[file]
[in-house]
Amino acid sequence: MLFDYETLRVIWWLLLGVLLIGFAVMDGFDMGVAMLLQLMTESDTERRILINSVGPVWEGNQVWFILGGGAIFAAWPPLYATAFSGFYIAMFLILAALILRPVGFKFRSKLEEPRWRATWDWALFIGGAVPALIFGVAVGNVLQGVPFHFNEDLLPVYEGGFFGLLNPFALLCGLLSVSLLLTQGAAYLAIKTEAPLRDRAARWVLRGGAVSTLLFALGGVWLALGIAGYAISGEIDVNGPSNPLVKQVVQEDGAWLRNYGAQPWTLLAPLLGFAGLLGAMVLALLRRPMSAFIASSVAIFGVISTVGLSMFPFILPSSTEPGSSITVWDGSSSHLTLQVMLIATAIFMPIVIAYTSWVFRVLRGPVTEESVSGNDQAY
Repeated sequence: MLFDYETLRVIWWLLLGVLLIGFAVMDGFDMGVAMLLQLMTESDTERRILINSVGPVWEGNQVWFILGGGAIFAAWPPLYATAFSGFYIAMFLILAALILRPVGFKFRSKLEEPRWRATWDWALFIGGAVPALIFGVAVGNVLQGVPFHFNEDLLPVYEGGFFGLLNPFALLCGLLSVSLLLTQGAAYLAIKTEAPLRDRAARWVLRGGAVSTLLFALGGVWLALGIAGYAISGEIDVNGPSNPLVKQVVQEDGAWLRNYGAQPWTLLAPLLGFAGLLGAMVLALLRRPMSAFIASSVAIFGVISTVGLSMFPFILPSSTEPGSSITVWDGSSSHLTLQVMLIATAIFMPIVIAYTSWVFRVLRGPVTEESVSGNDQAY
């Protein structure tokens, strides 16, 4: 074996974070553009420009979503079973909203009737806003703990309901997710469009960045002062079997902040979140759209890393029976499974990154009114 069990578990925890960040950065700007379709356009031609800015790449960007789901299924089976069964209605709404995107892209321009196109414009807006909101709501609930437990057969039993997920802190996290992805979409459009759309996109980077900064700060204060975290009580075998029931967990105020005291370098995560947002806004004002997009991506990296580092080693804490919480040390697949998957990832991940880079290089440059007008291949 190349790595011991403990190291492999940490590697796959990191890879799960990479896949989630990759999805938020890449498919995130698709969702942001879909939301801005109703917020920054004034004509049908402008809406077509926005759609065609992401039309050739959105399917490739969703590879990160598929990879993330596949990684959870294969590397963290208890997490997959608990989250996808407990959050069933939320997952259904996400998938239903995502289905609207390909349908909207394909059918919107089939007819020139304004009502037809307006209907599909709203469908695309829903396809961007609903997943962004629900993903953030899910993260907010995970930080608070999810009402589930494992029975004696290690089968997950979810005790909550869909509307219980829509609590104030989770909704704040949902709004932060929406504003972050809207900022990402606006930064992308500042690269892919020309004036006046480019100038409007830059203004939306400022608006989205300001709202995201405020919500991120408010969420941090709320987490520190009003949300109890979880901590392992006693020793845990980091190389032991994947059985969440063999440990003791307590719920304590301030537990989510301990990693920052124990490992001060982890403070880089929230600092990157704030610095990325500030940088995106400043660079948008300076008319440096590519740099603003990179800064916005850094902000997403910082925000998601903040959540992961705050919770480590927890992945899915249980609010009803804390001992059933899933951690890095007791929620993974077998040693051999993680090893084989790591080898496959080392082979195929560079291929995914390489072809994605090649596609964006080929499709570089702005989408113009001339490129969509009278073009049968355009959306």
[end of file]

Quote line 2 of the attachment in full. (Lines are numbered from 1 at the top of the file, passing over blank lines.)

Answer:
Amino acid sequence: MLFDYETLRVIWWLLLGVLLIGFAVMDGFDMGVAMLLQLMTESDTERRILINSVGPVWEGNQVWFILGGGAIFAAWPPLYATAFSGFYIAMFLILAALILRPVGFKFRSKLEEPRWRATWDWALFIGGAVPALIFGVAVGNVLQGVPFHFNEDLLPVYEGGFFGLLNPFALLCGLLSVSLLLTQGAAYLAIKTEAPLRDRAARWVLRGGAVSTLLFALGGVWLALGIAGYAISGEIDVNGPSNPLVKQVVQEDGAWLRNYGAQPWTLLAPLLGFAGLLGAMVLALLRRPMSAFIASSVAIFGVISTVGLSMFPFILPSSTEPGSSITVWDGSSSHLTLQVMLIATAIFMPIVIAYTSWVFRVLRGPVTEESVSGNDQAY